Conclusion

Implanting brachial ports is a feasible option, with low intraoperative risk and similar rates of early postoperative complications when compared to the existing data of the conventional technique. The patients studied were satisfied with the device and would recommend the procedure to others.

Key words: Catheters, indwelling/adverse effects; Drug therapy; Patient satisfaction; Patient safety

INTRODUCTION

Long-term central venous access is essential for patients requiring chemotherapy. The fully implantable indwelling catheter known as port-cath, port-a-cath, or simply port is currently the device of choice for this purpose and presents high success rates of insertion.1-3

Fully implantable catheters can be inserted through the superior vena cava system, by catheterization of deep (internal jugular, subclavian, innominate, and axillary) or superficial (external jugular, cephalic, and basilic) veins.4 Exceptionally, the femoral or great saphenous veins can also serve as access, when there is thrombosis of the superior vena cava system.5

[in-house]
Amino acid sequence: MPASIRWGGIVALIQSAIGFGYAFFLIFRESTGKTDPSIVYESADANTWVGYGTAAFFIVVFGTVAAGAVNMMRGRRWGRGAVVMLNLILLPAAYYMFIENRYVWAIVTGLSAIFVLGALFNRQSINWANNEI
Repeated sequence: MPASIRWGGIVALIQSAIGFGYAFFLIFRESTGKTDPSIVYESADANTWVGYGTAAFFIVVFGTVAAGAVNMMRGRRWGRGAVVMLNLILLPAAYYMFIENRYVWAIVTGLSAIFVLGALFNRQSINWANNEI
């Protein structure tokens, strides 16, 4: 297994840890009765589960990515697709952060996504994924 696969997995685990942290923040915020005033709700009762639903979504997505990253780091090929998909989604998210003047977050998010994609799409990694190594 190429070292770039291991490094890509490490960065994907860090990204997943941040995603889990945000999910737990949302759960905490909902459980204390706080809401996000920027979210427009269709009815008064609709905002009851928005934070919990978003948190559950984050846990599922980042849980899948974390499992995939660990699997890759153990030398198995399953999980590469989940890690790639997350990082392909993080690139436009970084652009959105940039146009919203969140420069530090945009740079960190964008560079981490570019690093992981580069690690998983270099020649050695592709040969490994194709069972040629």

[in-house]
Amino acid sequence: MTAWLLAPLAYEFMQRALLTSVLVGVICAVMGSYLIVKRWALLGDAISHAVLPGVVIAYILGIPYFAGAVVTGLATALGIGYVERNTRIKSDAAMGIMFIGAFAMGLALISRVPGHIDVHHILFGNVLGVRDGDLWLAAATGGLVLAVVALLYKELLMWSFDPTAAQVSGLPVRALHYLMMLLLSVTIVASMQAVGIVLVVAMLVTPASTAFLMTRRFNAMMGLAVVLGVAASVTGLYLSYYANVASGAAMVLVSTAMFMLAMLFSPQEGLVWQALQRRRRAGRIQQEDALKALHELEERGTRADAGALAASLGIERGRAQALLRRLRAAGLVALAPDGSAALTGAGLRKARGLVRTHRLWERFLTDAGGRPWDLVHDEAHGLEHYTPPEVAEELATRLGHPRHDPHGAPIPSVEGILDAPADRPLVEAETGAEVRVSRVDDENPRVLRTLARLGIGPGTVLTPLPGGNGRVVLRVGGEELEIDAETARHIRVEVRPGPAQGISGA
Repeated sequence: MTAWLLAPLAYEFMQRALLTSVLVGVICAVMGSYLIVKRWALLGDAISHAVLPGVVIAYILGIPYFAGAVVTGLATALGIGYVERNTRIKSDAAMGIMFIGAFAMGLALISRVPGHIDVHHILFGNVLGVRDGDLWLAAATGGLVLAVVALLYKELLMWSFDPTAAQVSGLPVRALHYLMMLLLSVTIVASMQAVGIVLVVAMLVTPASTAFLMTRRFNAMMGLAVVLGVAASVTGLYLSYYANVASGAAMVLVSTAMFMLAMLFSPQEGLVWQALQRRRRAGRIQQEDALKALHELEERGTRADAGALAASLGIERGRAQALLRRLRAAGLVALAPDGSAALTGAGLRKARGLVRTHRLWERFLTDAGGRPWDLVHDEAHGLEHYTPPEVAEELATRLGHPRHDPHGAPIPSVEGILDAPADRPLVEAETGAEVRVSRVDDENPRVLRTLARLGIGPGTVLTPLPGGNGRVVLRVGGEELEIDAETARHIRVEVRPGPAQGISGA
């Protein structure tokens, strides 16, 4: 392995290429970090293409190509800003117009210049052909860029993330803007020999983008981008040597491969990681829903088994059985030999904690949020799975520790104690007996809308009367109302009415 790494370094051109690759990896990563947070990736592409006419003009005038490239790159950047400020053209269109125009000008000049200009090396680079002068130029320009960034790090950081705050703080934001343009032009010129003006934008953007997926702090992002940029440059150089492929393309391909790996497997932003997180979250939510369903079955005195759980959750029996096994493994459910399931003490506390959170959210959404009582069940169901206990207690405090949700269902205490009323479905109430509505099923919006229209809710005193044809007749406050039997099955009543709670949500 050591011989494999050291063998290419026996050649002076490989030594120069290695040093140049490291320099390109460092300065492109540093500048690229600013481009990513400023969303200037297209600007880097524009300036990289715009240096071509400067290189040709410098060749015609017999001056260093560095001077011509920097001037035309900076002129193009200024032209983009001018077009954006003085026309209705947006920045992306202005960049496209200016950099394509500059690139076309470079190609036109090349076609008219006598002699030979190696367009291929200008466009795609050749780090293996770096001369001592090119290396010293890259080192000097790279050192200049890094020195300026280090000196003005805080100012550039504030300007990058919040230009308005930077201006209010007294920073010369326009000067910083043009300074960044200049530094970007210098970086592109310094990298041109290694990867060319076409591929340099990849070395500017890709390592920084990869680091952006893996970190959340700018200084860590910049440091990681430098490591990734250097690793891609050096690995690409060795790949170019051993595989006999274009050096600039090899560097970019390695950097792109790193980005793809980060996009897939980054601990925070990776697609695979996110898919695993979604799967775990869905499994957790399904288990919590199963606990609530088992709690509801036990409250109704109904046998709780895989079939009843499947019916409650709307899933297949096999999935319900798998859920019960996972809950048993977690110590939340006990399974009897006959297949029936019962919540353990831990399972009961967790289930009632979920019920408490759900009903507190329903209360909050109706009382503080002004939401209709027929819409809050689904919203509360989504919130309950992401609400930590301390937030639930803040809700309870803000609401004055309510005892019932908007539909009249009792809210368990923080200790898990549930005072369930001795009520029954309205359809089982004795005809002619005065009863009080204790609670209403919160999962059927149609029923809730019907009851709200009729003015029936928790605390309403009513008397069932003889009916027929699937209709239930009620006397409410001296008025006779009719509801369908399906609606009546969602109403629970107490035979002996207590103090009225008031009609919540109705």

When these devices are inserted into the cervical veins of the superior vena cava system, the reservoir is most often positioned in the anterior chest region. When inserted via lower limb veins, the reservoir can be implanted in the abdomen, anterior to the iliac crest or in the femoral region.6

An alternative to such catheters is using a peripherally inserted fully implantable catheter introduced via the basilic vein or other axial vein of the arm7-12 with the reservoir positioned in the arm. The potential benefits that justify a more detailed study of this technique include reducing the risk of intraoperative complications such as pneumothorax or hemothorax, noninterference in breast imaging, easier access to puncture, and better cosmetic results.